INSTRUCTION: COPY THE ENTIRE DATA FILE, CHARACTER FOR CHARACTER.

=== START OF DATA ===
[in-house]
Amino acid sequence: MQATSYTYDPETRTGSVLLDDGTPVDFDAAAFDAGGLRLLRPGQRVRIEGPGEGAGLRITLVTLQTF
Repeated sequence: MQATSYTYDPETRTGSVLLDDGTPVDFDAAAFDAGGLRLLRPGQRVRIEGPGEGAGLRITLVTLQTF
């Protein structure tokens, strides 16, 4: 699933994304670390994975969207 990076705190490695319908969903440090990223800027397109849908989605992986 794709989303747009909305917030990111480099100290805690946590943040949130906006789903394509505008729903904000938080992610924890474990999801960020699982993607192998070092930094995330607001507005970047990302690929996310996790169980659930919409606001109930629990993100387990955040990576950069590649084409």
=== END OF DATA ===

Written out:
[in-house]
Amino acid sequence: MQATSYTYDPETRTGSVLLDDGTPVDFDAAAFDAGGLRLLRPGQRVRIEGPGEGAGLRITLVTLQTF
Repeated sequence: MQATSYTYDPETRTGSVLLDDGTPVDFDAAAFDAGGLRLLRPGQRVRIEGPGEGAGLRITLVTLQTF
């Protein structure tokens, strides 16, 4: 699933994304670390994975969207 990076705190490695319908969903440090990223800027397109849908989605992986 794709989303747009909305917030990111480099100290805690946590943040949130906006789903394509505008729903904000938080992610924890474990999801960020699982993607192998070092930094995330607001507005970047990302690929996310996790169980659930919409606001109930629990993100387990955040990576950069590649084409």